8. 8. Determinants of current account positions Real exchange rate captures the competitiveness channel. It influences the foreign trade balance via the effects on import/export as well as the return of domestic and foreign assets.  Population growth and old-age dependency ratios are expected to lower current account because of their adverse impact on saving.  A restrictive fiscal policy will raise national savings and current account balance, if not offset by a fall in private saving.  Higher net foreign assets will raise current account balance, as they increase net investment income balances.
  9. 9. Determinants of current account positions Higher growth opportunities (a lower relative per capita income) and a real exchange rate appreciation should lower current account. Higher social spending and welfare protection will reduce saving rate and deteriorate current account balance.
  10. 10. Empirical literature Current account imbalances in a global setting: Chinn and Prasad (2003), Gruber and Kamin (2007), Bracke, Bussière, Fidora and Straub (2008) and Lee, Milesi-Feretti, Ostry, Prati and Ricci (2008) Current account imbalances in the euro area: Blanchard and Giavazzi (2002) pointed out how with more integrated markets national investment and saving appear to be increasingly uncorrelated. Holinski, Kool and Muysken (2010) have argued that the imbalances are actually caused by the behaviour of the private sector. Arghyrou and Chortareas (2008) the real exchange rate affects the current account position in most euro area member states.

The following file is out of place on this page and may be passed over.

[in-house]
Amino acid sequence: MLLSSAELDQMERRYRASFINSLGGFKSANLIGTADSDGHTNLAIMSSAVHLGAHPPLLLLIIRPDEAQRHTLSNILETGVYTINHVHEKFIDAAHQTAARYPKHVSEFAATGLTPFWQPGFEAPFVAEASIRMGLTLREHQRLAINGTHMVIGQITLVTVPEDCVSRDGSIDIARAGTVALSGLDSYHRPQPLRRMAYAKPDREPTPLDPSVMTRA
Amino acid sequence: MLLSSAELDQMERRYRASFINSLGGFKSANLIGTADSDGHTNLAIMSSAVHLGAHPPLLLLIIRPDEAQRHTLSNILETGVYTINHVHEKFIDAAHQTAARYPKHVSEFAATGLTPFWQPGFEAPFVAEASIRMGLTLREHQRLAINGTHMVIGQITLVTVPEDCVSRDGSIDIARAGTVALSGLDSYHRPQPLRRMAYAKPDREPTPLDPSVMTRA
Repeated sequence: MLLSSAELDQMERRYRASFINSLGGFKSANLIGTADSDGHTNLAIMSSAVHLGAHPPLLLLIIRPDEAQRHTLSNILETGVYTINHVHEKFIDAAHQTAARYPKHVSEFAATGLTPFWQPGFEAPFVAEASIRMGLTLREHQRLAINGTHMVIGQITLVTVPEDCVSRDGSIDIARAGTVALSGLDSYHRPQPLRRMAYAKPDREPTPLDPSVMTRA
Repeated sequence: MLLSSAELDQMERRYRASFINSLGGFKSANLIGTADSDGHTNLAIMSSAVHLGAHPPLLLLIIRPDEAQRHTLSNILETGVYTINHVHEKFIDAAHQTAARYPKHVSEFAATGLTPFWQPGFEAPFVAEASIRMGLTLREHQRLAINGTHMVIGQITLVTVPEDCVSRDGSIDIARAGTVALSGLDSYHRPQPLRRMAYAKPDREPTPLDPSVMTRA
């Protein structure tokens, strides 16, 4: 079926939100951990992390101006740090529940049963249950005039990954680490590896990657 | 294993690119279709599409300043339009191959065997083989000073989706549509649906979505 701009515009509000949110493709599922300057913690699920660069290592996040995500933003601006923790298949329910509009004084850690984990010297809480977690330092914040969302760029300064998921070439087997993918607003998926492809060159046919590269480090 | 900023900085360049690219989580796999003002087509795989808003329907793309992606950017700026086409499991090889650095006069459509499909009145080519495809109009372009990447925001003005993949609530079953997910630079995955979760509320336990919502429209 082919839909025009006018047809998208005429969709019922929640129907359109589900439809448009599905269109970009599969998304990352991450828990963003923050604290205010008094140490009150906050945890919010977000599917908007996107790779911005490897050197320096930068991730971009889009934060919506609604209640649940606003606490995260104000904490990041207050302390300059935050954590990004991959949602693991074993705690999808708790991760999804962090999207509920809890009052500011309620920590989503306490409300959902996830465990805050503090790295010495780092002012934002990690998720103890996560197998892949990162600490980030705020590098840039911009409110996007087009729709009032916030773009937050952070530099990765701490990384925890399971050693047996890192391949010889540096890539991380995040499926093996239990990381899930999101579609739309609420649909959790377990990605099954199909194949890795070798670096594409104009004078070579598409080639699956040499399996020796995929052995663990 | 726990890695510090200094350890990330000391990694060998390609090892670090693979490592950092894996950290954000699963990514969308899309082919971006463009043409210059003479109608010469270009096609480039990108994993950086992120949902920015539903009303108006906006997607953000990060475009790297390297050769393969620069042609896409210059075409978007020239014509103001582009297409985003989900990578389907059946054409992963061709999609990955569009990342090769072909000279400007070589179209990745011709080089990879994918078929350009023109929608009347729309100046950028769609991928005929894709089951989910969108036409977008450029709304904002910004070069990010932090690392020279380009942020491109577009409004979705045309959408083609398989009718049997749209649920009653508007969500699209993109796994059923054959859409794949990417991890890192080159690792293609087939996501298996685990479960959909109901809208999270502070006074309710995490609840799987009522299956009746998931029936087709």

11. 11. Overall, a “great ratio” of the three most important variables to focus on seems to be  Current account balances  A catching up variable A measure for competitiveness Other potential variables are not included in this setting because of some caveats to their use within a cointegration framework and because they are absorbed by the catching up and/or competitiveness variables, at least in part.